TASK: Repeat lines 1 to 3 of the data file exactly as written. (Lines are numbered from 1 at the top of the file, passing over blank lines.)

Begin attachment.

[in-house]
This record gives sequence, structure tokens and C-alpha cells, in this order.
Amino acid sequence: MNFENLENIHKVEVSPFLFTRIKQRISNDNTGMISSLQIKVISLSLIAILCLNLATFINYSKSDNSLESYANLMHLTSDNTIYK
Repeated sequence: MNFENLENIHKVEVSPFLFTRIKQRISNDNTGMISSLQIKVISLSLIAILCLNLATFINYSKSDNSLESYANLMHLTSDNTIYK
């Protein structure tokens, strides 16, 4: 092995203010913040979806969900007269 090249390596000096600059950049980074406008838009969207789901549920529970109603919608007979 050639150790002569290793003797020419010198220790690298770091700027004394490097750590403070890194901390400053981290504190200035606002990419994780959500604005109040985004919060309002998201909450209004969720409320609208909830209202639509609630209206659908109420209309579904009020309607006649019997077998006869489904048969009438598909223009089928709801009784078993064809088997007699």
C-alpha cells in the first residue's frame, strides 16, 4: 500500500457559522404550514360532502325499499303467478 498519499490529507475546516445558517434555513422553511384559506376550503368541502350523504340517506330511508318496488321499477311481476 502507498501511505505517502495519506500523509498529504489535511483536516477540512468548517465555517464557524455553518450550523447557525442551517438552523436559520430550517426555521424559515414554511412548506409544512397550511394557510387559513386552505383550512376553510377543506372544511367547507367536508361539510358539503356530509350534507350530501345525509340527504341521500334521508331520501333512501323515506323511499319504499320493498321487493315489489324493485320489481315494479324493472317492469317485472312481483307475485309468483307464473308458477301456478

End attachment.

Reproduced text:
[in-house]
This record gives sequence, structure tokens and C-alpha cells, in this order.
Amino acid sequence: MNFENLENIHKVEVSPFLFTRIKQRISNDNTGMISSLQIKVISLSLIAILCLNLATFINYSKSDNSLESYANLMHLTSDNTIYK